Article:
Retiring in 2017: what you need to know
You're retiring in 2017. You're free! You can now officially do anything you like. And that doesn't just go for how you spend your time. It applies to how you spend your pension too. A raft of changes since 2015 mean you are now free to do far more with a defined contribution pension than ever before.
Of course, the flip side is that you need to know even more than you did previously. There are ten essentials that anyone with a defined pension contribution needs to understand well before they quit work for the last time.
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1. Gather the information first
Financial education provider WEALTH at work says you need to gather information on all your assets, including every pension as well as savings and investments. That way you know exactly how much you have to work with.
2. Look at your state pension options
There are ways to boost your state pension, such as buying top ups - which apply for women born before April 6, 1953 and men before April 6, 1951. These offer far better value than any annuity on the market, and can increase your state pension by up to £25 a week - so is well worth investigating. You can also get a higher monthly pension by delaying when you take the first payments.
3. Consider what you expect to live off
This shouldn't a vague idea about the kind of income you'd like, but a reasoned expectation based on your actual living expenses and plans for the future. There's a useful calculator for this on the Money Advice website.
4. Consider very broadly whether what you have comes close to matching what you need
It's not a cheerful prospect, but if you're a long way short, then your plans to retire completely in 2017 may have to change. By working for a few more years, you simultaneously increase your income, and reduce the amount you need to save, so you can close the gap faster than you may think.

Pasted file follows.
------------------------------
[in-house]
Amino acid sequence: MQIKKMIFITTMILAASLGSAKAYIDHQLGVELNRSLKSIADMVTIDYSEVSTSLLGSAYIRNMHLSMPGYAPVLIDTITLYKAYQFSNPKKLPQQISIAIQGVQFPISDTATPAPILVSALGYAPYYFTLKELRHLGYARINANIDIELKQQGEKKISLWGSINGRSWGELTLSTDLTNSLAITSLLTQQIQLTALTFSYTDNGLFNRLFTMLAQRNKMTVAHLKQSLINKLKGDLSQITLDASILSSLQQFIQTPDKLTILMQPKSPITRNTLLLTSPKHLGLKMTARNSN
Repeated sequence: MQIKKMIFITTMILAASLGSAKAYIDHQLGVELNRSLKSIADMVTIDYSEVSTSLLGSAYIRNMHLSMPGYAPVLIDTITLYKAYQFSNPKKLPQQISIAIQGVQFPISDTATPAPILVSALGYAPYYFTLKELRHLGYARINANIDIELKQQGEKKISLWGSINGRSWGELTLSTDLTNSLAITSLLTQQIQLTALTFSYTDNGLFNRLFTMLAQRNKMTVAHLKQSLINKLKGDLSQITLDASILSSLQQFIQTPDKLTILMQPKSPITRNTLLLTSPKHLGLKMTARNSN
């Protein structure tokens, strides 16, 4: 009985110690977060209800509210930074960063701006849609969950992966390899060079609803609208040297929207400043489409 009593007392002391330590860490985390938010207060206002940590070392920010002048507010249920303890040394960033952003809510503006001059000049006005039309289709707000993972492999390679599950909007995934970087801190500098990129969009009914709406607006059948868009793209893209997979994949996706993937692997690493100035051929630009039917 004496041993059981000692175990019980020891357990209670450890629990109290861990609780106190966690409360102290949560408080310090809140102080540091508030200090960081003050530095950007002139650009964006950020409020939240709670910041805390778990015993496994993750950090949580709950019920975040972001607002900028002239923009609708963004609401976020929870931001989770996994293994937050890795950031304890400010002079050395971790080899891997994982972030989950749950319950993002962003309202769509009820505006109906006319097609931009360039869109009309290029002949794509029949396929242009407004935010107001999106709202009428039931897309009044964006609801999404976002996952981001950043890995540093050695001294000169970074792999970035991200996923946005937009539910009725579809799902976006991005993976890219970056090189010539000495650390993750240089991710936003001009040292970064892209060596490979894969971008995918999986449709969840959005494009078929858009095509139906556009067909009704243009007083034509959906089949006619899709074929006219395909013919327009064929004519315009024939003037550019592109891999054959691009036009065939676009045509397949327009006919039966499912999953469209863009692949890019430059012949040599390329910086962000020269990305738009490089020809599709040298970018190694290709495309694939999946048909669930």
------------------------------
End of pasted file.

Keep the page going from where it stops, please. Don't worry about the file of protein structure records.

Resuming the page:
5. Understand all the options open to you
Either speak to someone or read up on the many different types of annuities available - plus income drawdown - so you understand what each one entails, the pros and cons, and the costs involved.
6. Appreciate it's not a black and white choice
You don't need to put everything into annuity, but you don't have to rule them out entirely. You could, for example, buy an annuity to cover essential costs, and consider drawdown for one-offs and discretionary spending.
7. Consider tax
Usually 25% of your pension is tax free and the other 75% is taxed as earned income. Consider how to withdraw the cash for the best tax benefits. So, for example, you may be able to take a smaller amount of money from your pension and more from ISAs, as this cash can be released tax free.
8. Check the paperwork
One common issue is that people don't keep their beneficiary details up to date. In 2015 the Chancellor abolished the tax payable on pensions left untouched if you die before the age of 75, so you need to make sure the cash goes to who you intend.
9. Consider getting advice
The cost of getting advice can be off-putting, but consider the value you get from ensuring you don't make a catastrophic or expensive mistake. It may well make the cost of advice one that's worth paying.
10. Be aware that you are a target for scams
Scams don't look like scams. They look and sound legitimate, which is why people are hoodwinked. They often have very professional looking websites and literature. Whatever you are planning to do with your retirement savings, check before you do anything that the company is registered with the Financial Conduct Authority (FCA)
How we spend our pensions
How we spend our pensions
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